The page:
One of the best articles on the neocons I have seen to date.
By Srdja Trifkovic
Eleven years ago I wrote a column for the print edition of Chronicles under this title. Tom Piatak’s grim reminder of the continued destructive presence of this cabal in what passes for the commentariat in today’s America has prompted me to dig into my old files and recap for our readers the historical and ideological roots of neoconservatism. The 2004 diagnosis, reproduced here in an abbreviated form, still stands.
The neoconservatives are often depicted as former Trotskyites who have morphed into a new, closely related life form. It is pointed out that many early neocons—including The Public Interest founder Irving Kristol and coeditor Nathan Glazer, Sidney Hook, and Albert Wohlstetter—belonged to the anti-Stalinist far left in the late 1930s and early 1940s, and that their successors, including Joshua Muravchik and Carl Gershman, came to neoconservatism through the Socialist Party at a time when it was Trotskyite in outlook and politics. As early as 1963 Richard Hofstadter commented on the progression of many ex-Communists from the paranoid left to the paranoid right, clinging all the while to the fundamentally Manichean psychology that underlies both. [Half a century] later the dominant strain of neoconservatism is declared to be a mixture of geopolitical militarism and “inverted socialist internationalism.”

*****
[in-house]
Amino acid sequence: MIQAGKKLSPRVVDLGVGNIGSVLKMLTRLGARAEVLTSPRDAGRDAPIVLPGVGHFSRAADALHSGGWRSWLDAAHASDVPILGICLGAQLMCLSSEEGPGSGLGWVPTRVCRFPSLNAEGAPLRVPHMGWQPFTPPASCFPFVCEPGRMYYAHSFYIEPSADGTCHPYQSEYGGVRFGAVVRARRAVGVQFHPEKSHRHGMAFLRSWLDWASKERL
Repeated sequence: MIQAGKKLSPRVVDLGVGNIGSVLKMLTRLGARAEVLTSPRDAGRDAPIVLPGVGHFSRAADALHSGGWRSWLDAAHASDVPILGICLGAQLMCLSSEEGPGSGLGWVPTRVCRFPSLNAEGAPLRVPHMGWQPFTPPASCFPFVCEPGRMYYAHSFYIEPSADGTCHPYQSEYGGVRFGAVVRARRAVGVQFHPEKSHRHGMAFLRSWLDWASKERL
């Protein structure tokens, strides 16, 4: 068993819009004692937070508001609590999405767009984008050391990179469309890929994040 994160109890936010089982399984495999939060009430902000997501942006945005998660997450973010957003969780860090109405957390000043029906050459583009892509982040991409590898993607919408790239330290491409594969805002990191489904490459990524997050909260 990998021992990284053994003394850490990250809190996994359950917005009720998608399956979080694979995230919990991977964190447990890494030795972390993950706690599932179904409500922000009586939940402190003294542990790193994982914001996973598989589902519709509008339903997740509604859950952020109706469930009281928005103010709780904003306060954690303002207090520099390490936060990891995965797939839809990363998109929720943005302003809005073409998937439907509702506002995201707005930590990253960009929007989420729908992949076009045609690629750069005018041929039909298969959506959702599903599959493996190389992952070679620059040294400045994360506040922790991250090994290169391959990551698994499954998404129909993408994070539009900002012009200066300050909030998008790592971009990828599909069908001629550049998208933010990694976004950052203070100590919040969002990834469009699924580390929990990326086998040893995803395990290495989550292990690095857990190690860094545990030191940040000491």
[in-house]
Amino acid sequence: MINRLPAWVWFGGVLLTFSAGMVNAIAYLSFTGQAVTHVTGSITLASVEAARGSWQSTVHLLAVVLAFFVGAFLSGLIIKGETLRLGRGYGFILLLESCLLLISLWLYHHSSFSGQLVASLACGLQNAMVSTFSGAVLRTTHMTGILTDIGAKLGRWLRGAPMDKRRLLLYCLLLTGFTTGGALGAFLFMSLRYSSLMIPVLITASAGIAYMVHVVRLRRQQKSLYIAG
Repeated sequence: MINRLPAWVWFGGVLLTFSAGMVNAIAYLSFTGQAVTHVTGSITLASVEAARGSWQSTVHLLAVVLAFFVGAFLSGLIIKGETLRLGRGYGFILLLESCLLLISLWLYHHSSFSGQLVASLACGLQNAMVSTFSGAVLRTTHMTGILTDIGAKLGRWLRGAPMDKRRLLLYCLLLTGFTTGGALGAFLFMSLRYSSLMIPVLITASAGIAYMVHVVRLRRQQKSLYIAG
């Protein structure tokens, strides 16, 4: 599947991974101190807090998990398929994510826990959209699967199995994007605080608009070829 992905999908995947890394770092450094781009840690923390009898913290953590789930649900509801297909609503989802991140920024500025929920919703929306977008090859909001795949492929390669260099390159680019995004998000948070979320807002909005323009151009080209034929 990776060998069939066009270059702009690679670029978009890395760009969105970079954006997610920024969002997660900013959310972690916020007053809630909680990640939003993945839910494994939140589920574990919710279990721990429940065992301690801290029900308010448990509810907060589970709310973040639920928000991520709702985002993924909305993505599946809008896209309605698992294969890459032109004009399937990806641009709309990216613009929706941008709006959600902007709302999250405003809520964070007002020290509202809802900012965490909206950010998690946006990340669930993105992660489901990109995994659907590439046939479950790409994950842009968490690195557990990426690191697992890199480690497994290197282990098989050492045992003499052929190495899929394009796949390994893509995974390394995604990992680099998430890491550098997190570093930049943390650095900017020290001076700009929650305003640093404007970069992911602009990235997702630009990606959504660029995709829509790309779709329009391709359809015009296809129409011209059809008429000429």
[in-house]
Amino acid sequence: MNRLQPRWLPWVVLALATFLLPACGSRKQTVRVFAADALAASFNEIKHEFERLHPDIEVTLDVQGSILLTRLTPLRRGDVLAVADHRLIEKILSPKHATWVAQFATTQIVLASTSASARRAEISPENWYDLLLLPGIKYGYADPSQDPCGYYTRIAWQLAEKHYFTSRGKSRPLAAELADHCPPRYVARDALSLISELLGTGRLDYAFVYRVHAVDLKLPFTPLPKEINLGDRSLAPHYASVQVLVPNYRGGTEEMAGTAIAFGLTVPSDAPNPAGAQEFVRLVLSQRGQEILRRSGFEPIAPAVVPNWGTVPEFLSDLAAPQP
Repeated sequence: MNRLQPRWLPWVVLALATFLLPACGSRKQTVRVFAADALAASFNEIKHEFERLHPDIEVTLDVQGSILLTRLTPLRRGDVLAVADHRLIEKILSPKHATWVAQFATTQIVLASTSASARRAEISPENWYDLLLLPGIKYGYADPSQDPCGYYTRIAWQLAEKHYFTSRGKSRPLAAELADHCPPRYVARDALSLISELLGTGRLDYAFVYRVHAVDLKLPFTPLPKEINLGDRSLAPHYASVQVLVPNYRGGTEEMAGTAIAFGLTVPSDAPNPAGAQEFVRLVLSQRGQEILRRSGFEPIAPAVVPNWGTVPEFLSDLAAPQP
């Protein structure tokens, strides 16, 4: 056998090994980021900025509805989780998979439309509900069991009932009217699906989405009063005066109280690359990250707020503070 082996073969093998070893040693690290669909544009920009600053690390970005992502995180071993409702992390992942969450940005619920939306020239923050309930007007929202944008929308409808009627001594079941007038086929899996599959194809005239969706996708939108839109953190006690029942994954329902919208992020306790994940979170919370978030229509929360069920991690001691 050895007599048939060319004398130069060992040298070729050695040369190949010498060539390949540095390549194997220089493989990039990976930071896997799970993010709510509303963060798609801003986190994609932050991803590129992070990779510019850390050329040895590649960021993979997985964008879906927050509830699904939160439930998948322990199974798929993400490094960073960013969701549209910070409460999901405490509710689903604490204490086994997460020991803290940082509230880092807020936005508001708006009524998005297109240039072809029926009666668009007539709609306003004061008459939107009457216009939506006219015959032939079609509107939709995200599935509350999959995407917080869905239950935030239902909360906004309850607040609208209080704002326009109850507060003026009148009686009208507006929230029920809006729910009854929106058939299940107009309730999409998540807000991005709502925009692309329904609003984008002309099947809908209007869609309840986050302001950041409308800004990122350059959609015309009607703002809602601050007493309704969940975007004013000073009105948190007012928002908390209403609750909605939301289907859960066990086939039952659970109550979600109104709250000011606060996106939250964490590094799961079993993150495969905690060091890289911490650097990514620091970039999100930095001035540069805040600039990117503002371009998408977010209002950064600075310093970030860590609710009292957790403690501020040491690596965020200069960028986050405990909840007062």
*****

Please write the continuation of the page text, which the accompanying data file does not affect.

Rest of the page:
Blanket depictions of neoconservatives as redesigned Trotskyites need to be corrected in favor of a more nuanced analysis. In several important respects the neoconservative world outlook has diverged from the Trotskyite one and acquired some striking similarities with Stalinism and German National Socialism. Today’s neoconservatives share with Stalin and Hitler an ideology of nationalist socialism and internationalist imperialism. The similarities deserve closer scrutiny and may contribute to a better understanding of the most influential group in the U.S. foreign policy-making community.